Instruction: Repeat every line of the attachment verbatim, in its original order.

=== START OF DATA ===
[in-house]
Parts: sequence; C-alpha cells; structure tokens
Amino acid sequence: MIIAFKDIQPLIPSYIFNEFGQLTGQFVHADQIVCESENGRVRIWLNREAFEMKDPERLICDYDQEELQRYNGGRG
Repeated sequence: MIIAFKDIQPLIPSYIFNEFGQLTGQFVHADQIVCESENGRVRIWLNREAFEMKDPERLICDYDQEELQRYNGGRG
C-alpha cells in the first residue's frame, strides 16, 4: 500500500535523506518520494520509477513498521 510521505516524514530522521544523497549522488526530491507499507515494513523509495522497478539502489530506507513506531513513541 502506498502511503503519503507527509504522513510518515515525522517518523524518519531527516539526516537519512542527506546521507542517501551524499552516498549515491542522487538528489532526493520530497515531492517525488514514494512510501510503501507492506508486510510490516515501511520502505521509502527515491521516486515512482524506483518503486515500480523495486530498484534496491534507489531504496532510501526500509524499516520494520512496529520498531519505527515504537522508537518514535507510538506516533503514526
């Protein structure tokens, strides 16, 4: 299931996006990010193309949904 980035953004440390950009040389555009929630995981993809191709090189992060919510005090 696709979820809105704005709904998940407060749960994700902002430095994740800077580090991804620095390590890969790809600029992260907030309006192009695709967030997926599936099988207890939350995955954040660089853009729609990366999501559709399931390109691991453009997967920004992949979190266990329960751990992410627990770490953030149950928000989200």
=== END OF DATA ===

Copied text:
[in-house]
Parts: sequence; C-alpha cells; structure tokens
Amino acid sequence: MIIAFKDIQPLIPSYIFNEFGQLTGQFVHADQIVCESENGRVRIWLNREAFEMKDPERLICDYDQEELQRYNGGRG
Repeated sequence: MIIAFKDIQPLIPSYIFNEFGQLTGQFVHADQIVCESENGRVRIWLNREAFEMKDPERLICDYDQEELQRYNGGRG
C-alpha cells in the first residue's frame, strides 16, 4: 500500500535523506518520494520509477513498521 510521505516524514530522521544523497549522488526530491507499507515494513523509495522497478539502489530506507513506531513513541 502506498502511503503519503507527509504522513510518515515525522517518523524518519531527516539526516537519512542527506546521507542517501551524499552516498549515491542522487538528489532526493520530497515531492517525488514514494512510501510503501507492506508486510510490516515501511520502505521509502527515491521516486515512482524506483518503486515500480523495486530498484534496491534507489531504496532510501526500509524499516520494520512496529520498531519505527515504537522508537518514535507510538506516533503514526
């Protein structure tokens, strides 16, 4: 299931996006990010193309949904 980035953004440390950009040389555009929630995981993809191709090189992060919510005090 696709979820809105704005709904998940407060749960994700902002430095994740800077580090991804620095390590890969790809600029992260907030309006192009695709967030997926599936099988207890939350995955954040660089853009729609990366999501559709399931390109691991453009997967920004992949979190266990329960751990992410627990770490953030149950928000989200």